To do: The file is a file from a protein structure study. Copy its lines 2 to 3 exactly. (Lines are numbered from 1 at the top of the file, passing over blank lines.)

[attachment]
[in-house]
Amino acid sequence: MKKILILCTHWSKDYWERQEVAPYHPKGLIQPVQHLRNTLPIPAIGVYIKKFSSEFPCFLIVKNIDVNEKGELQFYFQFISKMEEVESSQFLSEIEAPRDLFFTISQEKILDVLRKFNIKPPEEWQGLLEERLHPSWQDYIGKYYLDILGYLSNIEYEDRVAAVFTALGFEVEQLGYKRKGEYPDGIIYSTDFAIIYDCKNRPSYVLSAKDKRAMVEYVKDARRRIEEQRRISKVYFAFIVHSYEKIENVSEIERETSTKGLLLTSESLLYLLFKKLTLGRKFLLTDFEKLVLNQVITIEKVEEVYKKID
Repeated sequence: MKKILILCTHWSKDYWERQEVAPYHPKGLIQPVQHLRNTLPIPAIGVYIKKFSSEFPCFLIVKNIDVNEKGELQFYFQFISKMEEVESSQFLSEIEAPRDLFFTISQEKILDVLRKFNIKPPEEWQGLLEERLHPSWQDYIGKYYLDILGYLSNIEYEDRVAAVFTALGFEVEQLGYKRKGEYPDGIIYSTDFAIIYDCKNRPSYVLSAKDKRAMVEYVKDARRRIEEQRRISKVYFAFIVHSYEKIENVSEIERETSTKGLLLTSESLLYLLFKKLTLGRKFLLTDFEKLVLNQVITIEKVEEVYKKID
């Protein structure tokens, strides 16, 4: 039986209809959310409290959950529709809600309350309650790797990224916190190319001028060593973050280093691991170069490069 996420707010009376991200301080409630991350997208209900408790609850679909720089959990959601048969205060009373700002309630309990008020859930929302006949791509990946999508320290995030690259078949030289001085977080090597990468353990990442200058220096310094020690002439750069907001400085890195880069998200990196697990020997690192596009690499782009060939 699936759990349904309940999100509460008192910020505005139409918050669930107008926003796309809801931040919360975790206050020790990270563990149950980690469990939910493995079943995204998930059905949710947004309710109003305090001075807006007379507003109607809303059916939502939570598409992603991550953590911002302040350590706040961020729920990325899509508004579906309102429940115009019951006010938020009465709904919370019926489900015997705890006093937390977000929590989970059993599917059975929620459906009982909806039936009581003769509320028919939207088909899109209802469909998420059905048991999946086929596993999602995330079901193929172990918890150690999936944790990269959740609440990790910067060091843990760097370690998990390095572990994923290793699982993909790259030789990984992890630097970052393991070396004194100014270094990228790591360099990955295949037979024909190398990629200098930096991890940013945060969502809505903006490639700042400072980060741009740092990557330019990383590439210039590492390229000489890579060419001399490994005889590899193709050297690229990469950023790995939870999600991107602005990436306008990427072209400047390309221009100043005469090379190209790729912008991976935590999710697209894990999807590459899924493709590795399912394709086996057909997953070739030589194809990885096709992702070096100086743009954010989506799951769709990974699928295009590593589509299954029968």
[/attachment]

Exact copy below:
Amino acid sequence: MKKILILCTHWSKDYWERQEVAPYHPKGLIQPVQHLRNTLPIPAIGVYIKKFSSEFPCFLIVKNIDVNEKGELQFYFQFISKMEEVESSQFLSEIEAPRDLFFTISQEKILDVLRKFNIKPPEEWQGLLEERLHPSWQDYIGKYYLDILGYLSNIEYEDRVAAVFTALGFEVEQLGYKRKGEYPDGIIYSTDFAIIYDCKNRPSYVLSAKDKRAMVEYVKDARRRIEEQRRISKVYFAFIVHSYEKIENVSEIERETSTKGLLLTSESLLYLLFKKLTLGRKFLLTDFEKLVLNQVITIEKVEEVYKKID
Repeated sequence: MKKILILCTHWSKDYWERQEVAPYHPKGLIQPVQHLRNTLPIPAIGVYIKKFSSEFPCFLIVKNIDVNEKGELQFYFQFISKMEEVESSQFLSEIEAPRDLFFTISQEKILDVLRKFNIKPPEEWQGLLEERLHPSWQDYIGKYYLDILGYLSNIEYEDRVAAVFTALGFEVEQLGYKRKGEYPDGIIYSTDFAIIYDCKNRPSYVLSAKDKRAMVEYVKDARRRIEEQRRISKVYFAFIVHSYEKIENVSEIERETSTKGLLLTSESLLYLLFKKLTLGRKFLLTDFEKLVLNQVITIEKVEEVYKKID